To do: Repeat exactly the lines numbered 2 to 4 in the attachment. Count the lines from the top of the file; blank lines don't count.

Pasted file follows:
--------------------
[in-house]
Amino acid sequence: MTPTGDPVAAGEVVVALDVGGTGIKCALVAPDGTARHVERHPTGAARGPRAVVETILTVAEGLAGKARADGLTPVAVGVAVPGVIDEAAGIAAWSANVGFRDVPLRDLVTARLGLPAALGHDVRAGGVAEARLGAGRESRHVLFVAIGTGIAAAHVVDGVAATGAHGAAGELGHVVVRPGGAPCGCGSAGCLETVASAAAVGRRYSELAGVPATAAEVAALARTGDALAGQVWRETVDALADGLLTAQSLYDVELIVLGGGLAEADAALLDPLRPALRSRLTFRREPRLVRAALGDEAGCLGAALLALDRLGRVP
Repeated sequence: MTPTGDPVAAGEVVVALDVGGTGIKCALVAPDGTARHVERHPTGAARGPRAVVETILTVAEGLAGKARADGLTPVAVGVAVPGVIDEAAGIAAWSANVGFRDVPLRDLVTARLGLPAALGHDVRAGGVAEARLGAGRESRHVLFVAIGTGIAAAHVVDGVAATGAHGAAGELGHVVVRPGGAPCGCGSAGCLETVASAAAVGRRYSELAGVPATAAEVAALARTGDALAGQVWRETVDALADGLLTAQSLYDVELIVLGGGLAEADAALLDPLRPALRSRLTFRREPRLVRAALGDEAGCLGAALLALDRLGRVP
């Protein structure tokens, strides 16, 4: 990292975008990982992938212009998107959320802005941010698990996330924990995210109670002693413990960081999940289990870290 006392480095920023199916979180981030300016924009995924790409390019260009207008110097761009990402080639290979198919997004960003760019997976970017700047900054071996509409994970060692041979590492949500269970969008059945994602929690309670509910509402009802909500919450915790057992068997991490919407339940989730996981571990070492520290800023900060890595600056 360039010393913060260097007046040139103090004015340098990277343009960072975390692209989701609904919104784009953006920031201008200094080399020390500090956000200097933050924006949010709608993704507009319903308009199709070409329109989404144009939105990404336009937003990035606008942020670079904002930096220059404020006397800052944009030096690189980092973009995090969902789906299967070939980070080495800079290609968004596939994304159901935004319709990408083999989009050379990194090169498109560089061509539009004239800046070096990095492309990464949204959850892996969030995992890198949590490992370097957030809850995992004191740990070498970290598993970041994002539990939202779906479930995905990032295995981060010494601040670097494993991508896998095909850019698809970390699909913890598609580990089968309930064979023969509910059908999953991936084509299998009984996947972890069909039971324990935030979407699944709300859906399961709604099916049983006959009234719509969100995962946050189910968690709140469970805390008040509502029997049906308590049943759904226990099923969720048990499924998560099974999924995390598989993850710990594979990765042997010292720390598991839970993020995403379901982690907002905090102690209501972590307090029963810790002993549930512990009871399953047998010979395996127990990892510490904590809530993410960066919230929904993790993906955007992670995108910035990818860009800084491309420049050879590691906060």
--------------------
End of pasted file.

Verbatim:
Amino acid sequence: MTPTGDPVAAGEVVVALDVGGTGIKCALVAPDGTARHVERHPTGAARGPRAVVETILTVAEGLAGKARADGLTPVAVGVAVPGVIDEAAGIAAWSANVGFRDVPLRDLVTARLGLPAALGHDVRAGGVAEARLGAGRESRHVLFVAIGTGIAAAHVVDGVAATGAHGAAGELGHVVVRPGGAPCGCGSAGCLETVASAAAVGRRYSELAGVPATAAEVAALARTGDALAGQVWRETVDALADGLLTAQSLYDVELIVLGGGLAEADAALLDPLRPALRSRLTFRREPRLVRAALGDEAGCLGAALLALDRLGRVP
Repeated sequence: MTPTGDPVAAGEVVVALDVGGTGIKCALVAPDGTARHVERHPTGAARGPRAVVETILTVAEGLAGKARADGLTPVAVGVAVPGVIDEAAGIAAWSANVGFRDVPLRDLVTARLGLPAALGHDVRAGGVAEARLGAGRESRHVLFVAIGTGIAAAHVVDGVAATGAHGAAGELGHVVVRPGGAPCGCGSAGCLETVASAAAVGRRYSELAGVPATAAEVAALARTGDALAGQVWRETVDALADGLLTAQSLYDVELIVLGGGLAEADAALLDPLRPALRSRLTFRREPRLVRAALGDEAGCLGAALLALDRLGRVP
């Protein structure tokens, strides 16, 4: 990292975008990982992938212009998107959320802005941010698990996330924990995210109670002693413990960081999940289990870290 006392480095920023199916979180981030300016924009995924790409390019260009207008110097761009990402080639290979198919997004960003760019997976970017700047900054071996509409994970060692041979590492949500269970969008059945994602929690309670509910509402009802909500919450915790057992068997991490919407339940989730996981571990070492520290800023900060890595600056 360039010393913060260097007046040139103090004015340098990277343009960072975390692209989701609904919104784009953006920031201008200094080399020390500090956000200097933050924006949010709608993704507009319903308009199709070409329109989404144009939105990404336009937003990035606008942020670079904002930096220059404020006397800052944009030096690189980092973009995090969902789906299967070939980070080495800079290609968004596939994304159901935004319709990408083999989009050379990194090169498109560089061509539009004239800046070096990095492309990464949204959850892996969030995992890198949590490992370097957030809850995992004191740990070498970290598993970041994002539990939202779906479930995905990032295995981060010494601040670097494993991508896998095909850019698809970390699909913890598609580990089968309930064979023969509910059908999953991936084509299998009984996947972890069909039971324990935030979407699944709300859906399961709604099916049983006959009234719509969100995962946050189910968690709140469970805390008040509502029997049906308590049943759904226990099923969720048990499924998560099974999924995390598989993850710990594979990765042997010292720390598991839970993020995403379901982690907002905090102690209501972590307090029963810790002993549930512990009871399953047998010979395996127990990892510490904590809530993410960066919230929904993790993906955007992670995108910035990818860009800084491309420049050879590691906060």